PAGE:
Until the moment I arrived at Oxford, I thought I was ready. I was the classic overzealous fresher; I diligently consulted every search result on Google for what to pack, and left home with six jars, three novelty cushions and every single pair of my shoes in tow. The rows of backpacks and boxes in the back of the family car on leaving day went from many to ridiculous in a matter of seconds when a second-year helper at my college saw them and smirked. Luckily for her and my overladen parents, I stopped just short of bringing the time-honoured toastie maker. But it’s okay: there are three stacked up in our staircase kitchenette, each one brought and regretted by my fellow freshers. The fact that we are united in our shared love of toasties means that these appliances have come to stand for what so many told me was explicitly missing from Oxford: equality.
The universality of kitchen appliances is not a sound basis for an argument and I am aware that I have only briefly tasted university life so far, but my Freshers’ Week has unexpectedly proven itself to be quite an equaliser. Having tasted the culinary delights of 40p pasta (which I meant to be very al dente) and felt someone else’s vomit hit my back in a sweaty nightclub, I emerge as a survivor with other freshers as my fellow soldiers.
Whenever I spoke about “coming up” over the summer, eyes would widen and people would instinctively begin with a parade of well-meant warnings; I couldn’t fit in here and shouldn’t expect to, because “people like us just don’t go to Oxbridge.” My industrial hometown supposedly (I’ve never checked) has the illustrious honour of the highest teenage pregnancy rate in Europe, and the only list my state comprehensive ever topped was the asbestos count for schools in the locality. I was offered copies of The Riot Club multiple times by friends who wanted to prepare me for the next three years: I would merely be a guest in the world of Bullingdon fat cats, and should ready myself for trouble if anyone detected the slightest common twang in my accent.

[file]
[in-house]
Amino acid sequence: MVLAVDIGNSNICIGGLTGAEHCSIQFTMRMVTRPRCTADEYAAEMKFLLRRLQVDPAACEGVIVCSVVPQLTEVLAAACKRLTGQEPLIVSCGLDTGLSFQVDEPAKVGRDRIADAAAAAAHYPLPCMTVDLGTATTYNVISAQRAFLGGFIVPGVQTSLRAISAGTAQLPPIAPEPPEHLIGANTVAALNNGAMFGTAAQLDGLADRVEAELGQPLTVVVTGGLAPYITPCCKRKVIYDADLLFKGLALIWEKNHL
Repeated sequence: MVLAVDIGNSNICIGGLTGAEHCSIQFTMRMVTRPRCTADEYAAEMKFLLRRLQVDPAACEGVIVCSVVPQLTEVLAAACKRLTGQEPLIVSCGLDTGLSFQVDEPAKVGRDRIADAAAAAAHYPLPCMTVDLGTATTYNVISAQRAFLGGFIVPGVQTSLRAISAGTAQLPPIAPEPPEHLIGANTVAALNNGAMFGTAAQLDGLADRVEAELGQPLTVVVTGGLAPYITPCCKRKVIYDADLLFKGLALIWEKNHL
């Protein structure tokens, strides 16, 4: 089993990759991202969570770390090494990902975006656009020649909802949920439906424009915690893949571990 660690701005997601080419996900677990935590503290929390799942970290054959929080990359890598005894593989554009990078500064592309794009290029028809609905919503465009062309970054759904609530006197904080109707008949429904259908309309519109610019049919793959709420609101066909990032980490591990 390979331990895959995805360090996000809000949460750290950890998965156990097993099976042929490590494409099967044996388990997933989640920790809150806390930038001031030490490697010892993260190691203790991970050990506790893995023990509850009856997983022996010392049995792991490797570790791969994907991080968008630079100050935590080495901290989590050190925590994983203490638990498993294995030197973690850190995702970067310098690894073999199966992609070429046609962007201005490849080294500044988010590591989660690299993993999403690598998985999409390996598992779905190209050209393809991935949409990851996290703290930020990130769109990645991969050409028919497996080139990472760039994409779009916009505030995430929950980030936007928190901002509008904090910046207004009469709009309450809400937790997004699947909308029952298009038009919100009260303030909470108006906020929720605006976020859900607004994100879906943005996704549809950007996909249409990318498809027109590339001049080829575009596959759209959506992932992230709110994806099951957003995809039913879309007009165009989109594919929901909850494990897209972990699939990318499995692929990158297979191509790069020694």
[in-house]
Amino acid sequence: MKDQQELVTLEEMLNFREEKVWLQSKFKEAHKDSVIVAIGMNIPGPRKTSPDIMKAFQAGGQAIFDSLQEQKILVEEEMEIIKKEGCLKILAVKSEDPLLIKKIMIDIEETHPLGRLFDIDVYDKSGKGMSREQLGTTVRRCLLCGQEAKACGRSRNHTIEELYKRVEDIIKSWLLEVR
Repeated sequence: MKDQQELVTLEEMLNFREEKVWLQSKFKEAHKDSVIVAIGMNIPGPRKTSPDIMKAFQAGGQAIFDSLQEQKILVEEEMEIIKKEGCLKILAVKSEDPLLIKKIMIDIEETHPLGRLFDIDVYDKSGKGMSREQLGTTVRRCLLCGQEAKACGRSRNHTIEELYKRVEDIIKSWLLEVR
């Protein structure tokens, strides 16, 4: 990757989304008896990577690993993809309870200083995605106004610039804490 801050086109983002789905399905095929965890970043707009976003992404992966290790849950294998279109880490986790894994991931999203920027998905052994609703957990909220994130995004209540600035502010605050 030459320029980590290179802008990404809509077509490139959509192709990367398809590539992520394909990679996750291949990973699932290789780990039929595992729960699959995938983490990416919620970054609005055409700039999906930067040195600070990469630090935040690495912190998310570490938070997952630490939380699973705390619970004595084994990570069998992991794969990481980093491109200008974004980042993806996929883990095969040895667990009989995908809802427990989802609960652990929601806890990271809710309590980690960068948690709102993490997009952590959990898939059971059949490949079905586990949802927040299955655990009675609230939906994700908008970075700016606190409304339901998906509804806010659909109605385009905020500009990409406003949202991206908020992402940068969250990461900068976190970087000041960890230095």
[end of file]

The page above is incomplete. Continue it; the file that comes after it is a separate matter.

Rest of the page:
Though I naïvely thought it had nothing to teach me, Freshers’ Week proved one thing to me more strongly every day: in the nerves of your first tutorial or the thrill of your first visit to the Bodleian, everyone is an equal. The distinctions between state and private, industrial and cosmopolitan, left and right have been just as irrelevant as I feared they would be important. Entering Oxford appears not to divide but to unite even the most disparate of staircase neighbours; under one university and one college crest, difficult pasts have dissolved to make way for a bright future in a new, thriving and mystifying city.
Nevertheless, Freshers’ Week was hardly easy. I am an anxious person, and there were moments when I thought the intense pace got too much. So much change in such a short space of time brought my usually level head to a point of “wobbliness”; a daytime wander into the city produced feelings of delight, while the same path at night left me sniffling that Oxford was too hard, too busy, and too different.
The most important lesson of Freshers’ Week is that everyone, no matter how confident they might look, is just as apprehensive and self-conscious as each other. Of course, I am sure that the rumours of secret societies and illicit porcine activities will come, but at least freshers’ universal bewilderment breaks down the barriers those rumours so fervidly try to perpetuate. Although I have ventured outside my college and gingerly explored Oxford’s cobbled streets, I am aware that I barely appreciate the city at all. My first week, however crazy, has at least made me excited to know it better.
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